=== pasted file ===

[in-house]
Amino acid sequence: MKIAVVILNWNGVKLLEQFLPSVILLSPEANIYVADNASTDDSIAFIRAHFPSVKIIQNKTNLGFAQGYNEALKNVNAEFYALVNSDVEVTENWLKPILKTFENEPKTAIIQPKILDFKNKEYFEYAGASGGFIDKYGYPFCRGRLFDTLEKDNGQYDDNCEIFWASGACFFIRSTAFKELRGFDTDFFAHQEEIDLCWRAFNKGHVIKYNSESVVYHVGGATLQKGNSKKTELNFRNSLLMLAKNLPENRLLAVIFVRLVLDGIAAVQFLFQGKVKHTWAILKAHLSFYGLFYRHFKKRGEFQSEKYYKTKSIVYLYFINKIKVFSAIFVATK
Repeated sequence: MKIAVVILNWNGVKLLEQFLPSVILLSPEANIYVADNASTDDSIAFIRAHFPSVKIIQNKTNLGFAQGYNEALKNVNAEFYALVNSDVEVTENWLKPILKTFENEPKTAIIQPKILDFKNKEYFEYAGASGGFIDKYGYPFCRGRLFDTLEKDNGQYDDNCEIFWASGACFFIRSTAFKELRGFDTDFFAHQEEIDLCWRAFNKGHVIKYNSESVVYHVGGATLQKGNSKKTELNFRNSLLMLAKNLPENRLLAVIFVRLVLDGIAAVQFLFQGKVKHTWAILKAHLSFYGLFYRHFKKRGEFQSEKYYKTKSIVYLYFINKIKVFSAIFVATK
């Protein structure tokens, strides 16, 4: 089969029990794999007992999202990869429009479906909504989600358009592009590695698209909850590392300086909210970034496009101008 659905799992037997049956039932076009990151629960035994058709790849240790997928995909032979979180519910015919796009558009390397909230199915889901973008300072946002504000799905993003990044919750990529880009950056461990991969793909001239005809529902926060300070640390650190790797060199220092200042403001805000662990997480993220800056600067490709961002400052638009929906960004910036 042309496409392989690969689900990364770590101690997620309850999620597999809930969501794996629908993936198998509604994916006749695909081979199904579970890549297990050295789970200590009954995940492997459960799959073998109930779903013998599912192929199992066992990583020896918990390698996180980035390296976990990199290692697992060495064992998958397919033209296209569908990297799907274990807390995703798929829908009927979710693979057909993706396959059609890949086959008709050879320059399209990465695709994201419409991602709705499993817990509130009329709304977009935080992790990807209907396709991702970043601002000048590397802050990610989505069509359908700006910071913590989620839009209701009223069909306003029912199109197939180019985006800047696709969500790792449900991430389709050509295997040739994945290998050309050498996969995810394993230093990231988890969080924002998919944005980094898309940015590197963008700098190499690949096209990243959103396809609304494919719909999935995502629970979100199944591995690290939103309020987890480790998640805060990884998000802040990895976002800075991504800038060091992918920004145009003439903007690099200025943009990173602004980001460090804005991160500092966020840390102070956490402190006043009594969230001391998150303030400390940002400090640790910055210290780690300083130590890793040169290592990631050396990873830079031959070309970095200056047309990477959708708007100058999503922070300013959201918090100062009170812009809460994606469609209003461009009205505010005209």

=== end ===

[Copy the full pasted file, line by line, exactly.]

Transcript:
[in-house]
Amino acid sequence: MKIAVVILNWNGVKLLEQFLPSVILLSPEANIYVADNASTDDSIAFIRAHFPSVKIIQNKTNLGFAQGYNEALKNVNAEFYALVNSDVEVTENWLKPILKTFENEPKTAIIQPKILDFKNKEYFEYAGASGGFIDKYGYPFCRGRLFDTLEKDNGQYDDNCEIFWASGACFFIRSTAFKELRGFDTDFFAHQEEIDLCWRAFNKGHVIKYNSESVVYHVGGATLQKGNSKKTELNFRNSLLMLAKNLPENRLLAVIFVRLVLDGIAAVQFLFQGKVKHTWAILKAHLSFYGLFYRHFKKRGEFQSEKYYKTKSIVYLYFINKIKVFSAIFVATK
Repeated sequence: MKIAVVILNWNGVKLLEQFLPSVILLSPEANIYVADNASTDDSIAFIRAHFPSVKIIQNKTNLGFAQGYNEALKNVNAEFYALVNSDVEVTENWLKPILKTFENEPKTAIIQPKILDFKNKEYFEYAGASGGFIDKYGYPFCRGRLFDTLEKDNGQYDDNCEIFWASGACFFIRSTAFKELRGFDTDFFAHQEEIDLCWRAFNKGHVIKYNSESVVYHVGGATLQKGNSKKTELNFRNSLLMLAKNLPENRLLAVIFVRLVLDGIAAVQFLFQGKVKHTWAILKAHLSFYGLFYRHFKKRGEFQSEKYYKTKSIVYLYFINKIKVFSAIFVATK
């Protein structure tokens, strides 16, 4: 089969029990794999007992999202990869429009479906909504989600358009592009590695698209909850590392300086909210970034496009101008 659905799992037997049956039932076009990151629960035994058709790849240790997928995909032979979180519910015919796009558009390397909230199915889901973008300072946002504000799905993003990044919750990529880009950056461990991969793909001239005809529902926060300070640390650190790797060199220092200042403001805000662990997480993220800056600067490709961002400052638009929906960004910036 042309496409392989690969689900990364770590101690997620309850999620597999809930969501794996629908993936198998509604994916006749695909081979199904579970890549297990050295789970200590009954995940492997459960799959073998109930779903013998599912192929199992066992990583020896918990390698996180980035390296976990990199290692697992060495064992998958397919033209296209569908990297799907274990807390995703798929829908009927979710693979057909993706396959059609890949086959008709050879320059399209990465695709994201419409991602709705499993817990509130009329709304977009935080992790990807209907396709991702970043601002000048590397802050990610989505069509359908700006910071913590989620839009209701009223069909306003029912199109197939180019985006800047696709969500790792449900991430389709050509295997040739994945290998050309050498996969995810394993230093990231988890969080924002998919944005980094898309940015590197963008700098190499690949096209990243959103396809609304494919719909999935995502629970979100199944591995690290939103309020987890480790998640805060990884998000802040990895976002800075991504800038060091992918920004145009003439903007690099200025943009990173602004980001460090804005991160500092966020840390102070956490402190006043009594969230001391998150303030400390940002400090640790910055210290780690300083130590890793040169290592990631050396990873830079031959070309970095200056047309990477959708708007100058999503922070300013959201918090100062009170812009809460994606469609209003461009009205505010005209």